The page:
The History Of America’s Defunct Baseball Teams
Defunct Baseball Teams No. 1: Providence Grays
When baseball was first organized in the late 19th century, the majority of its fans lived in the northeast region of the country. At one point, there were five teams in southern New England, and another five in New York state. But before the Yankees, Giants, and Red Sox reigned supreme, the Providence Grays of Rhode Island were a dominant force both in the standings and in the real world. In addition to winning two championships, one recent study suggests that the Grays debuted the first African-American player in 1879, five years before the player previously believed to break the pre-nadir color barrier.
Defunct Baseball Teams No. 2: Worcester Worcesters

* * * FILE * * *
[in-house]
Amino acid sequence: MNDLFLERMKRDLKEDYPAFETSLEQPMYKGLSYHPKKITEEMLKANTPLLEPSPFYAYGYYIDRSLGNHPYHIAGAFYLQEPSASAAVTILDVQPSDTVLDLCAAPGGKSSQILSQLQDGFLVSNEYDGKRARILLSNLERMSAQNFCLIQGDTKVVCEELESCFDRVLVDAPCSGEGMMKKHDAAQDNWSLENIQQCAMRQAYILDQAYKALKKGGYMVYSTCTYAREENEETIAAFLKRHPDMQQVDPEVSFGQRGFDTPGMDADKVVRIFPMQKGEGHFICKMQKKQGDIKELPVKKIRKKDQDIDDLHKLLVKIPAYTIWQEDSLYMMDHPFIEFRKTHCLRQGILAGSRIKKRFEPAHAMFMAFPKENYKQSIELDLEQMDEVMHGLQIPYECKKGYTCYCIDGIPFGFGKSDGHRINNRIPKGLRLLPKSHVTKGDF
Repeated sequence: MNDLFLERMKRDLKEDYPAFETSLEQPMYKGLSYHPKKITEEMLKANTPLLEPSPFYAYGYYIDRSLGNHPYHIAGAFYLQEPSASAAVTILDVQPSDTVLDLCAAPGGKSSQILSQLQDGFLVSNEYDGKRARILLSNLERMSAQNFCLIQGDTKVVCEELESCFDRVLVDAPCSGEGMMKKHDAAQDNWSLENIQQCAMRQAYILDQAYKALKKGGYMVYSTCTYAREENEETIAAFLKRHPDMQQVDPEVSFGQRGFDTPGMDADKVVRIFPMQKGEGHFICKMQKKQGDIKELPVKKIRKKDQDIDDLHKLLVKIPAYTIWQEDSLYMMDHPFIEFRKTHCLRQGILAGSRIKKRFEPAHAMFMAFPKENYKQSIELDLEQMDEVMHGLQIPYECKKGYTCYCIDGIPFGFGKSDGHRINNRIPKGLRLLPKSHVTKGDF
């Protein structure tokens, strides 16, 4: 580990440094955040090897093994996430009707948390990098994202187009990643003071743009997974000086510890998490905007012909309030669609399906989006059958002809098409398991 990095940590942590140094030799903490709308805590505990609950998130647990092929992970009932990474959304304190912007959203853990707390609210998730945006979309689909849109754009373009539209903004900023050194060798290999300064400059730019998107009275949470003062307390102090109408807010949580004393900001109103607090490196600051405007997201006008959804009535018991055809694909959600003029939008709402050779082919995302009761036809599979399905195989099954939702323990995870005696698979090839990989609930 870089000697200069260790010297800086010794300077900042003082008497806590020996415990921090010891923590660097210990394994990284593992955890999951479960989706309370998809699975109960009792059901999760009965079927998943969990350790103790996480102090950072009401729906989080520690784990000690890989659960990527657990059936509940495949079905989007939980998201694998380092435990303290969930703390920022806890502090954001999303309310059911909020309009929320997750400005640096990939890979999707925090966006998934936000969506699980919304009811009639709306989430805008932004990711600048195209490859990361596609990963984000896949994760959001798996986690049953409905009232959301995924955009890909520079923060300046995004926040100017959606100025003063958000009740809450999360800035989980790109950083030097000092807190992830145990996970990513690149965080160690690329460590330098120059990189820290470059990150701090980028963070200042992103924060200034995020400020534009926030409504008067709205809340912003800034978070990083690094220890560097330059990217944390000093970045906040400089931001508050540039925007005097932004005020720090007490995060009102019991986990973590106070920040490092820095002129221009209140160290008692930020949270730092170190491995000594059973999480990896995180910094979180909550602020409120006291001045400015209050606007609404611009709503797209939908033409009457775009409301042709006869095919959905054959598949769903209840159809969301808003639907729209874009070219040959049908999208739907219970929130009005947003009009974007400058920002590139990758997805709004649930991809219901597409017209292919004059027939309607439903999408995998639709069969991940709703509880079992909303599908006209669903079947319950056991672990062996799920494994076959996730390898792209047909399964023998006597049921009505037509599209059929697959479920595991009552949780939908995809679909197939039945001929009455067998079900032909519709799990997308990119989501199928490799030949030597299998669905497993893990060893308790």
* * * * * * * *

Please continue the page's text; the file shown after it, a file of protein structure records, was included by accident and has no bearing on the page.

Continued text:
In an underpopulated city surrounded by five rivals within a hundred miles, the Worcester Worcesters (‘wuss-ter) were doomed to almost instant failure. The team lasted only two years in the 1880s, itself the last-ditch effort to revitalize the failed Syracuse Stars. Still, they managed to make their way into the history books as the first team to throw a perfect game and be no-hit at home, both of which occurred in the same year. More notoriously, the Worcesters had the Cincinnati Reds expelled for serving beer in 1880, only to have the Reds reinstated the same year that the Worcesters were dropped for paltry attendance.
Defunct Baseball Teams No. 3: Troy Trojans
Like the Worcesters, the Trojans are not famous for their successes, but for their greater role in the lore of Major League Baseball. Hoping to take advantage of the effectively unclaimed upstate New York fandom, the Troy Trojans set up outside the state’s capital, Albany. The Trojans were disbanded after only four years, but most of the players made their way to the newly-formed New York Gothams. Two years later the team was renamed the Giants, who would go on to be one of the most successful franchises in Major League history.